As always, treats are helpful to encourage good behavior in your dog. Ask the dog to look away from the cat and look at you. If he complies, give him a treat – he is doing very well! If he does not comply, continue working with the dog to calm him down and divert his attention away from the animal. Toys and treats and words of praise are all helpful here.
The ultimate goal is to allow the dog and cat to interact without chasing and lunging. Some dogs will need more guidance and training than others – it depends on the dog’s breed and history. Also, you will want to muzzle larger or more aggressive dogs when they are first introduced to smaller animals like cats, to ensure that no one gets hurt.
July 22, 2010
In May, DogTails explored the growing problem of canine cancer, reporting that 1 in 3 dog deaths are a result of the disease. In a good sign for the future, veterinarians and researchers are making great strides to treat cancer and other illnesses that affect pets. Yet with these high-tech treatments comes a higher price tag.
In light of the current recession and the rising cost of veterinary care, many pet owners are forced to make incredibly difficult decisions regarding treatment of their beloved pets. While these treatment decisions will never be stress-free, pet health insurance may help ease the burden in many cases.
In this post, we will help you navigate the world of pet insurance. We’ll focus on the decision to purchase, and for those owners who want to learn more about the options, we’ll discuss how to evaluate prices and plans.
What Is Pet Insurance, and Does My Dog Need It?
Pet insurance, like our health insurance, helps defray the costs of future medical bills. Pet owners pay monthly, quarterly or annual payments to the insurance provider, who then covers a certain percentage of medical expenses incurred by the pet.
While many veterinarians recommend purchasing pet insurance, it is far from a requirement. In fact, only 850,000 out of the 72 million dogs and 82 million cats kept as pets in the US were covered by insurance as of 2007.
With so few insured pets, you may be thinking, “do I really need pet insurance?” In order to answer this question, you need think about the visit to the vet all pet owners dread. Your dog is sick, but could survive if the vet performs an expensive medical procedure. Do you pay for the treatment, no matter the price?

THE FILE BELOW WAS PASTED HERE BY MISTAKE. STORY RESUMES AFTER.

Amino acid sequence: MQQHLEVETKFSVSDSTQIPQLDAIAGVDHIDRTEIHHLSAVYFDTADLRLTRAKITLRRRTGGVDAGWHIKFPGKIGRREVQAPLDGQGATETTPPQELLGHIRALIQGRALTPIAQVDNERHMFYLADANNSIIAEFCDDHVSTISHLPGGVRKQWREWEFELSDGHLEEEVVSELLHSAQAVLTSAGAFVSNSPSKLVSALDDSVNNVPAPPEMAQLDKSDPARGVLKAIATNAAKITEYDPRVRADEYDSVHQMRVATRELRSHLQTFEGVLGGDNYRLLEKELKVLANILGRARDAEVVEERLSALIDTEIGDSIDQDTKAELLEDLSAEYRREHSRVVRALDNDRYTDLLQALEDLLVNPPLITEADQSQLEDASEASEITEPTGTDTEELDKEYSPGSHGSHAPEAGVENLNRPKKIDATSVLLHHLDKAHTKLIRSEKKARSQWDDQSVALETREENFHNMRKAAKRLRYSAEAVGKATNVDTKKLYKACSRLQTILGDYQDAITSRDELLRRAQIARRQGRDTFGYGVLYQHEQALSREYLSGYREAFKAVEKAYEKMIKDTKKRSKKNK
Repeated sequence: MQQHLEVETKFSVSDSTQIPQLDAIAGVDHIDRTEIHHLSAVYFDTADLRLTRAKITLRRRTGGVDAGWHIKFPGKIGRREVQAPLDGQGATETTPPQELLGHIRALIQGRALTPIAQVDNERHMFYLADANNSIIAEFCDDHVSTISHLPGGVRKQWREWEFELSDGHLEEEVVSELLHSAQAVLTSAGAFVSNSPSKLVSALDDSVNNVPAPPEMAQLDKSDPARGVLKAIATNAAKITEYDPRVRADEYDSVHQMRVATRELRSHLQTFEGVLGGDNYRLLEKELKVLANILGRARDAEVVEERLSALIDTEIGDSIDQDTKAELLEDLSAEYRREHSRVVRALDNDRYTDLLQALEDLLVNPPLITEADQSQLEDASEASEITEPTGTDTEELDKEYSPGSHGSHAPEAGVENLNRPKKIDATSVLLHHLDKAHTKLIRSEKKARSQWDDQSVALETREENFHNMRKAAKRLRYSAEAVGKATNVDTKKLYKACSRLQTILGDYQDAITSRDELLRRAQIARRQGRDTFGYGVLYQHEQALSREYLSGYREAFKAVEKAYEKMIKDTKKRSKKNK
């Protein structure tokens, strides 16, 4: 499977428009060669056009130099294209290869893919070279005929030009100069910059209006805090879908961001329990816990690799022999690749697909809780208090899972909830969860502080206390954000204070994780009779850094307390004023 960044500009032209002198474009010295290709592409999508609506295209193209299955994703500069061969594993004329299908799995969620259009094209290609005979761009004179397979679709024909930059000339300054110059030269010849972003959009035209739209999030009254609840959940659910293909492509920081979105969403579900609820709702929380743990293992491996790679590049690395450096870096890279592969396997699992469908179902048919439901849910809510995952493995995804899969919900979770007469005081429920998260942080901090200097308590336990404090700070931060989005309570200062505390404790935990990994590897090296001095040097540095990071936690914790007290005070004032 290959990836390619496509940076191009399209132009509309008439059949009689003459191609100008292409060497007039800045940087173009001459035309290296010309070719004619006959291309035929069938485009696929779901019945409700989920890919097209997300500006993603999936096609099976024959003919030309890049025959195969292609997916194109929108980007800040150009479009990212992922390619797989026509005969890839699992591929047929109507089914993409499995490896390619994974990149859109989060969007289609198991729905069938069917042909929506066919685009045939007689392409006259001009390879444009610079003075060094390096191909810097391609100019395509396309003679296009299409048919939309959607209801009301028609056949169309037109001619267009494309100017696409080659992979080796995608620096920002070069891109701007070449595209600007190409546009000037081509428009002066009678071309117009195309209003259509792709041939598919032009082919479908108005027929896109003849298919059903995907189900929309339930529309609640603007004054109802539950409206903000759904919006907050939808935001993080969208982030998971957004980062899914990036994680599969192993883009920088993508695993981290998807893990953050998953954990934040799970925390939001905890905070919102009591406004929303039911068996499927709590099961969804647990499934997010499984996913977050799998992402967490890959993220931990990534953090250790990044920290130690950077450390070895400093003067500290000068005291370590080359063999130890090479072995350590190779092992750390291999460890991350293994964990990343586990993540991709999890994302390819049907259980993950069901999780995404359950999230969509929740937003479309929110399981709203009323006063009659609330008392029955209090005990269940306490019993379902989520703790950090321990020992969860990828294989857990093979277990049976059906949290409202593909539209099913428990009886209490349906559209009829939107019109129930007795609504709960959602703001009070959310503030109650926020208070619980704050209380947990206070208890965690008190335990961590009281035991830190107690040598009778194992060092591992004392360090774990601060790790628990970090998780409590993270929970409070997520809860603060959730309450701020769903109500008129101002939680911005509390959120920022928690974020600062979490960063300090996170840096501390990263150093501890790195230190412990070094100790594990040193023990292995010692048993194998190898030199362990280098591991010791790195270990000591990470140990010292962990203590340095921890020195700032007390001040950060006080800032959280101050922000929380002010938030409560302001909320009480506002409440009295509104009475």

It is in gut-wrenching situations like this that pet insurance may prove important. If you have insurance, you may be reimbursed for a significant percentage of the cost of the treatment (hundreds or even thousands of dollars). In other words, you may be able to avoid the heart-breaking decision to put down a beloved pet that could have been saved.
Of course, the situation is not as simple as “buy insurance, save your pet.” You need to think hard about how much you are able to put aside for pet healthcare. Insurance is not cheap: it can cost from $300 to over $1,000 a year depending on the plan, not including deductibles owners will have to meet before being reimbursed. And insurance does not cover all conditions, and never covers preexisting ones. So, if you are seeking insurance for a pet with a documented medical condition, insurance will not cover any expenses related to that condition.
To decide whether or not pet insurance is right for you, you need to think realistically about what you would spend on a life-saving procedure for your pet. If your number is very high, or if you can’t come up with a number at all, then pet insurance may be a good investment. If you are more conservative in your estimate, then insurance may not be cost-effective for you.